8 March is International Women's Day, and this important day for women's rights is also celebrated in Luxembourg. For the past couple of years, the association JIF has organised a Women's March through the centre of Luxembourg City. But what are the origins of this global day of protest and celebration?

While it might seem like a fairly recent development, the origins of International Women's Day date back to the early 20th century and are closely linked to labour and socialist movements in the United States and across Europe.

As early as 1908, 15,000 women gathered to march through New York City, demanding better working conditions and the right to vote. Already a year later, in 1909, the Socialist Party of America declared the first National Women's Day, which was observed on 28 February until 1913. Around the same time, in 1910, Clara Zetkin, a member of the German Social Democratic and later the Communist party raised the idea of having a yearly women's day to promote and demand women's rights at a conference in Copenhagen.

The delegation, comprised over 100 women representing various countries, women's associations, and socialist parties, approved of the idea, and International Women's Day (IWD) was born. The following year the first IWD was observed on 19 March in several European countries, and both men and women took to the streets to protest for more women’s rights.

The date we know today, 8 March, stems from the involvement of Russian women who stood in for peace under the shadow of a luring First World War in 1913. They agreed to celebrate IWD annually on 23 February, which is 8 March on the widely used Gregorian Calendar. Despite these early efforts, it wasn’t until 1975 that IWD was globally recognised by the United Nations.

Beginning in 1997, the UN announced specific yearly themes for IWD, a tradition that is continued until this day. Previous themes have included 'Celebrating the past, Planning for the Future', 'Women and Human Rights', or 'Women in the Changing World of Work'. This year's theme is 'DigitALL: Innovation and Technology for Gender Equality'. More information about the UN's involvement can be found here.

Despite the initial success, IWD was no longer widely celebrated in the early 2000s. Although many women's issues had improved since the first calls for a Women's Day, many inequalities still remained. In light of this, the platform internationalwomensday.com was founded in 2001 and is still active today.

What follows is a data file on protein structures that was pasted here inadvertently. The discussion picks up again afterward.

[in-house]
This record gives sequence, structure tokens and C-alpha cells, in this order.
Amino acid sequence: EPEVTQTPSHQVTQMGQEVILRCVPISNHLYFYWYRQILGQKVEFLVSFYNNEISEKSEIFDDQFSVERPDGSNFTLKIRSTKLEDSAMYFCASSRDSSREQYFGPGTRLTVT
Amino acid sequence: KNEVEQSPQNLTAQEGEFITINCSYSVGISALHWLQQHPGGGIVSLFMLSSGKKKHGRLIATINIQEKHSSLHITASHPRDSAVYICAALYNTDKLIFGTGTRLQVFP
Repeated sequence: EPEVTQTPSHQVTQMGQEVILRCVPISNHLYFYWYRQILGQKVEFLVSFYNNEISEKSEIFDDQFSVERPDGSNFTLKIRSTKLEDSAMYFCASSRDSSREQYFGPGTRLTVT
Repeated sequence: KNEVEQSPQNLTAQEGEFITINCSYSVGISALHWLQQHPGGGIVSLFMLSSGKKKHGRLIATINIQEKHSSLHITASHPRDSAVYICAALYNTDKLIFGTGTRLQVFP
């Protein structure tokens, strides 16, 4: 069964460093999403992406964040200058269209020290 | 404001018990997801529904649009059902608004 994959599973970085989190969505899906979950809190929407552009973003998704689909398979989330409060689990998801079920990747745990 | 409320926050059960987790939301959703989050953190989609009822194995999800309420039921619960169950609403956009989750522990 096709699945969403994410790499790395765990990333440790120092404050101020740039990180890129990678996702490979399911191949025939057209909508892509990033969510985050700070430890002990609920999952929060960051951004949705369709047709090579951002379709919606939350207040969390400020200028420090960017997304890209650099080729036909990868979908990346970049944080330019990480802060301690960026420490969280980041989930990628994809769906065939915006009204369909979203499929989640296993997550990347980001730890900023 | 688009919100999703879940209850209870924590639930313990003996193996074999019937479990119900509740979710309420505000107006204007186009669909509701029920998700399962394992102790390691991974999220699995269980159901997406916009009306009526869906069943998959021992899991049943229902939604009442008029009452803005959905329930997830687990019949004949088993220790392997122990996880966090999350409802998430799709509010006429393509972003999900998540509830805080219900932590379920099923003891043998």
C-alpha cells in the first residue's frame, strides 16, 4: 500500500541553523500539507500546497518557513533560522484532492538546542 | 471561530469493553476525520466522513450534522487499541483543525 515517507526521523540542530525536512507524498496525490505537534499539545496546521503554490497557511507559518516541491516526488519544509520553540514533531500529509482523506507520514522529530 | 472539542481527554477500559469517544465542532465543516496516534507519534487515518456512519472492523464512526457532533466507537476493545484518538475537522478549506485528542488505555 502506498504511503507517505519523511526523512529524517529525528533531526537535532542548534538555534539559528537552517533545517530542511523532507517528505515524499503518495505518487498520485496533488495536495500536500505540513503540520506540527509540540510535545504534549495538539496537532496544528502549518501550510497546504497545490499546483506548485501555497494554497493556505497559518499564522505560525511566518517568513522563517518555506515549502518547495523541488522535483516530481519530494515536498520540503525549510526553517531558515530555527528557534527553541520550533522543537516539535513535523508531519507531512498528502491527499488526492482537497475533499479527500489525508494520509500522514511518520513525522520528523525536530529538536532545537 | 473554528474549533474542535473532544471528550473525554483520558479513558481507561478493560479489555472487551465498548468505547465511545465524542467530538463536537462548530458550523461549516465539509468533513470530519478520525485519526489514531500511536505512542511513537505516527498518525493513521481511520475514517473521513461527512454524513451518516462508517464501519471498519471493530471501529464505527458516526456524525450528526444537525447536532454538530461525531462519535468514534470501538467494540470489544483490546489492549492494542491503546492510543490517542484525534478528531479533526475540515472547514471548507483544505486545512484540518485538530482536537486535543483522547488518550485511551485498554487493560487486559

The platform aims to rekindle the wider public's enthusiasm for IWD and draw attention to why it's still needed today. The association also chooses an annual theme for IWD, independently of the UN's. This year’s theme, '#EmbraceEquity', highlights why equal opportunities are often not enough as they don’t account for different starting positions and circumstances.

The platform breaks the differences between these easily confounded concepts in this explainer. Through their tireless engagement, IWD is now again recognised and celebrated across the globe. As an additional mark of recognition, Barack Obama declared March to be women's history month in 2011, exactly 100 years after the first IWD in 1911.

Also in 2011, the platform JIF (Journée Internationale des Femmes) was founded in Luxembourg to promote and organise collective activities for IWD. Reminiscent of the beginnings of IWD, JIF is made up of various associations, political parties, and individuals. JIF is an inclusive organisation; they welcome everyone who socially identifies as a woman and run a group for men who want to show solidarity.

In 2020 the platform organised the first Women's Strike in Luxembourg, which also took place on 8 March. JIF's annual main event is a march taking place on International Women's Day. During the march, the participants voice several demands, including a call for fair wages and for real action in the fight to end violence against women. This year's march starts at Hamilius at 5 pm. More information about JIF and how to get involved can be found on their website (in French).

As long as gender parity is not yet the reality, IWD remains an important day of activism that draws attention to remaining issues and strengthens women's rights. However, IWD is not only a day of demands but also a day of celebration where everyone is encouraged to appreciate the achievements of women across the globe. In several countries, including Armenia and Laos, IWD is a national holiday. In Europe, IWD is a national holiday in the federal state of Berlin.